“The reality is that Air New Zealand’s overall profitability is heavily dependent on the profitability of its domestic services. Its long haul services, with one exception, are not profitable.

“There is a risk in the long term that Air New Zealand would shrink to being merely a domestic airline with little long haul capacity.

“There would also be a real risk that the government as the principal shareholder would be called on for further substantial funds, diverting government expenditure away from higher priorities in health and education.

“The second perspective from which the government had to judge the proposal was as Kiwi Shareholder and guardian of the national interest. The considerations we used to guide this judgement were:

- maintenance of effective control of Air New Zealand by New Zealand nationals;

- continuation of Air New Zealand’s ability to exercise New Zealand’s existing and future air rights;

- preservation of the unique New Zealand identity of Air New Zealand;

- provision of effective channels for international tourism and travel;

- provision of a durable domestic air services network; and

- preservation of New Zealand based employment.

“On balance, we considered the proposal cleared these hurdles. The criterion which proved most problematic, and which caused considerable difficulty to the government, was the first one.

“The proposal provides that the Air New Zealand board will retain absolute authority over Air New Zealand and manage the day to day operations of the joint venture. Qantas will have significant influence principally through the Strategic Alliance Advisory Group [which will comprise three representatives from each company]. Qantas will recommend two appointees to the Air New Zealand Board and Air New Zealand will recommend one appointee to the Qantas Board.

“Joint ventures typically provide for such power sharing and consultative structures, and they are to be expected given the size of the investment Qantas is proposing and the fact that it would have to hand over 15 per cent of its air network to Air New Zealand to manage.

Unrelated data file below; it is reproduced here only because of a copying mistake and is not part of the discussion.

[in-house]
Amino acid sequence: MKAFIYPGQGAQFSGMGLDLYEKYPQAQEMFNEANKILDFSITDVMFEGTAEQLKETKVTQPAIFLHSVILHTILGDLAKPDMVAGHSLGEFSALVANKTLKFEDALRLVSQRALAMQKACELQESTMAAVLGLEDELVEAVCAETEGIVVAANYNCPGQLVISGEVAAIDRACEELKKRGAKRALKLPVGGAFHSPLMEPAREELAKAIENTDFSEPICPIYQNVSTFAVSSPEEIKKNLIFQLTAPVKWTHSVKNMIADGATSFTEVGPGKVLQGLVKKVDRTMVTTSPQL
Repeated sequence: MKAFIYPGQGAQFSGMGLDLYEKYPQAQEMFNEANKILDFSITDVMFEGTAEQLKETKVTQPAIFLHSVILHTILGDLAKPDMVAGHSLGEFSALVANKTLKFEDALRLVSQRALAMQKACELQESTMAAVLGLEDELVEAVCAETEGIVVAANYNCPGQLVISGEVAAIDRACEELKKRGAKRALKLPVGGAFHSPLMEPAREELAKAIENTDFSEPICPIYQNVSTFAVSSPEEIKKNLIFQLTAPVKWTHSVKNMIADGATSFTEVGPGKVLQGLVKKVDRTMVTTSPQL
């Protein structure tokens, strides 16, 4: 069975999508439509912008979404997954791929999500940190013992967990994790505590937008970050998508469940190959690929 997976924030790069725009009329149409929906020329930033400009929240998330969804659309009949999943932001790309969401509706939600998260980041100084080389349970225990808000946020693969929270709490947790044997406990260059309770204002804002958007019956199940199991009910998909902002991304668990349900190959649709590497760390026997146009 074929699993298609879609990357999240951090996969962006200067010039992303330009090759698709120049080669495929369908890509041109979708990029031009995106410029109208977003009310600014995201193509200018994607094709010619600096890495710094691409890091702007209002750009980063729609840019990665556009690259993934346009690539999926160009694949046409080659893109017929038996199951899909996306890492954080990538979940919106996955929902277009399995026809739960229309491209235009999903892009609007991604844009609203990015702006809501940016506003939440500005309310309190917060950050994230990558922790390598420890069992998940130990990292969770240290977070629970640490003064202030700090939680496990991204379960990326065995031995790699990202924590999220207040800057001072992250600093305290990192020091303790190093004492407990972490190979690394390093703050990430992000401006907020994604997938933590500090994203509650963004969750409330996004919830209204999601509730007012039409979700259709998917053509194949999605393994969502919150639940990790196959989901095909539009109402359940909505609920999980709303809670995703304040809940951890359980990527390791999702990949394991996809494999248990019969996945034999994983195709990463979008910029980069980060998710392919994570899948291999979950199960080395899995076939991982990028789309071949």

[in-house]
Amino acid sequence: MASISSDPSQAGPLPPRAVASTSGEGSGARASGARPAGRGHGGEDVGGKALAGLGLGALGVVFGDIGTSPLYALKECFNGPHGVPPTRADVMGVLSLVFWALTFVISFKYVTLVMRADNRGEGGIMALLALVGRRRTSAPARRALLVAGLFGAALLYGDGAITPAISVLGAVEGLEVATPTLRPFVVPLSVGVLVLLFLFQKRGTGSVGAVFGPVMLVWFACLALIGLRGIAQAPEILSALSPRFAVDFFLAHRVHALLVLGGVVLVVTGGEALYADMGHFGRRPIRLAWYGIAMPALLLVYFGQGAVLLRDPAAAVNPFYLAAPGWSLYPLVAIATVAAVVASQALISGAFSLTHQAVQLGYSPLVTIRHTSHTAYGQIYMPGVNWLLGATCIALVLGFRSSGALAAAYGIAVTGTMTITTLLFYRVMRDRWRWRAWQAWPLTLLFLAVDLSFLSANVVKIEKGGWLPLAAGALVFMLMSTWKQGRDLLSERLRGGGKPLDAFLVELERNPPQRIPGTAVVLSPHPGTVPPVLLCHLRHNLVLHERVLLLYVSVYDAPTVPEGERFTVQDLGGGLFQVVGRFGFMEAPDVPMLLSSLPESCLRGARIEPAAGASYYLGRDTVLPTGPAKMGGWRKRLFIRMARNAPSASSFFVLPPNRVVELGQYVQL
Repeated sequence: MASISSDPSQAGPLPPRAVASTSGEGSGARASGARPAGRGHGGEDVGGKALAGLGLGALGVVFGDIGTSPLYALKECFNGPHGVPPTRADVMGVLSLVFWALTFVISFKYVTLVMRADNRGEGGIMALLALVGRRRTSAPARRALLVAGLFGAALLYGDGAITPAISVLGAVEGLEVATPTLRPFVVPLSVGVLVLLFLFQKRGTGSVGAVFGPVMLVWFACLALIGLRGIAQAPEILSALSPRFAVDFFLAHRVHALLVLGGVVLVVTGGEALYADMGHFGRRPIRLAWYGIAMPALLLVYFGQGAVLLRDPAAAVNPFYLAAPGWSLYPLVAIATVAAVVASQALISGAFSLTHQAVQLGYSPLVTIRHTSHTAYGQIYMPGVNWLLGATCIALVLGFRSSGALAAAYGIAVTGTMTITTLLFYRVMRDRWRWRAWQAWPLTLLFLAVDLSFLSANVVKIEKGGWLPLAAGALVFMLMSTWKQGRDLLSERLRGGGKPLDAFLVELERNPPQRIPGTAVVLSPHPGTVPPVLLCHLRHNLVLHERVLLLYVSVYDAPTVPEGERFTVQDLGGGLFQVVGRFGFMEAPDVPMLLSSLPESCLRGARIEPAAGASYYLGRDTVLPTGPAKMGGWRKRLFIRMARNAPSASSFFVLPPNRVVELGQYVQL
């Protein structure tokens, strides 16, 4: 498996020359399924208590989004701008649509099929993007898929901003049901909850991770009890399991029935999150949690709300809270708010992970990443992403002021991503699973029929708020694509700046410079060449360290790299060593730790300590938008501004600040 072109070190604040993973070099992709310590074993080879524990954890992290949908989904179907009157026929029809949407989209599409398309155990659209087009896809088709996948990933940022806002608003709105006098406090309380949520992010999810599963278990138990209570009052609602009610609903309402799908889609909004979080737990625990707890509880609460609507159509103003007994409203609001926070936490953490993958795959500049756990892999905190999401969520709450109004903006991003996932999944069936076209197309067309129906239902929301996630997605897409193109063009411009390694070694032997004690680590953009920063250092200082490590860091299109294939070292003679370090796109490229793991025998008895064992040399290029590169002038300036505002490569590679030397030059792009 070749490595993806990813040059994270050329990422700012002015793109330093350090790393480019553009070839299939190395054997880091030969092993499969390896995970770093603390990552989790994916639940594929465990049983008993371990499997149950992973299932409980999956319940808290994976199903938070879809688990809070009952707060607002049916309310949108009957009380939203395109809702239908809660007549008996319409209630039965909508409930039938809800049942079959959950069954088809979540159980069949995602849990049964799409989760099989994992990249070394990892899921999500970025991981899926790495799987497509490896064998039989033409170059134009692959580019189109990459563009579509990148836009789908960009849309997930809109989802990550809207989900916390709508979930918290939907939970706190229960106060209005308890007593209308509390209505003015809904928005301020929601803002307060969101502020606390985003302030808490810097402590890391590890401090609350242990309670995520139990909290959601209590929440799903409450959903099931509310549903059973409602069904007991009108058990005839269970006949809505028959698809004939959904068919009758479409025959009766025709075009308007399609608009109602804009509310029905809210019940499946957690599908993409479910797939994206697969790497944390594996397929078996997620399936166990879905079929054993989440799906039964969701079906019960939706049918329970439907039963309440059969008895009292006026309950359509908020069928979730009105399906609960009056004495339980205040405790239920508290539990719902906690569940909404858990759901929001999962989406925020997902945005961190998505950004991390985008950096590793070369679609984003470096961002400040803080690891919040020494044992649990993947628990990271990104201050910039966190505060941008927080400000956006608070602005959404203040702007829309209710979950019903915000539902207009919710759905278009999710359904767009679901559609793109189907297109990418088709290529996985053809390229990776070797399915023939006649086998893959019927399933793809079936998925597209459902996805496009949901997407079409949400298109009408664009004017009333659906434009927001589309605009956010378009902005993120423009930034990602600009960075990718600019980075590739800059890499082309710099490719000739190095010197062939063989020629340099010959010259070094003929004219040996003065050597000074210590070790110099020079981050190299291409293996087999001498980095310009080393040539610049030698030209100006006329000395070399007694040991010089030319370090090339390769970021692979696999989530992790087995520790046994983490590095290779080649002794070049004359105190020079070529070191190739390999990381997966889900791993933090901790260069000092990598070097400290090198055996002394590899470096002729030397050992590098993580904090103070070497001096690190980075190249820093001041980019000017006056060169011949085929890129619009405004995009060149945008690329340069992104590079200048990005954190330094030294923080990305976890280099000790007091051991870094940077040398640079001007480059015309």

“But the government needs to be satisfied that the governance arrangements will preserve Air New Zealand’s autonomy and welfare.

“Air New Zealand considers the best way to achieve this is to protect the company’s ability to quit the alliance at minimal cost.

“The government agrees with that assessment. It has agreed that Dr Cullen, as the shareholding minister, should reinforce the message by setting out his expectations in a letter to the chair of Air New Zealand, John Palmer.

“We are putting that letter on the public record by releasing it today,” the Ministers said.

“The airlines are claiming that the alliance will create public benefits through scheduling efficiencies, new trans-Tasman services, increased tourism and improved freight operations and that these benefits will outweigh the anticipated reduction in competition.

“These claims will be submitted to and tested by the competition authorities on both sides of the Tasman.

“The government expects the competition authorities will carefully assess these claimed benefits and costs. That process will allow for public concerns to be heard and considered.

“Only if the proposal gets Commerce Commission and ACCC approval, will we give it final support,” the Ministers said. “If it is significantly altered during the competition processes or if significant new information emerges, the government will need to reappraise it.”


Letter of expectation from Dr Cullen to Air New Zealand.

Cabinet minute relating to the Air New Zealand/Qantas proposal.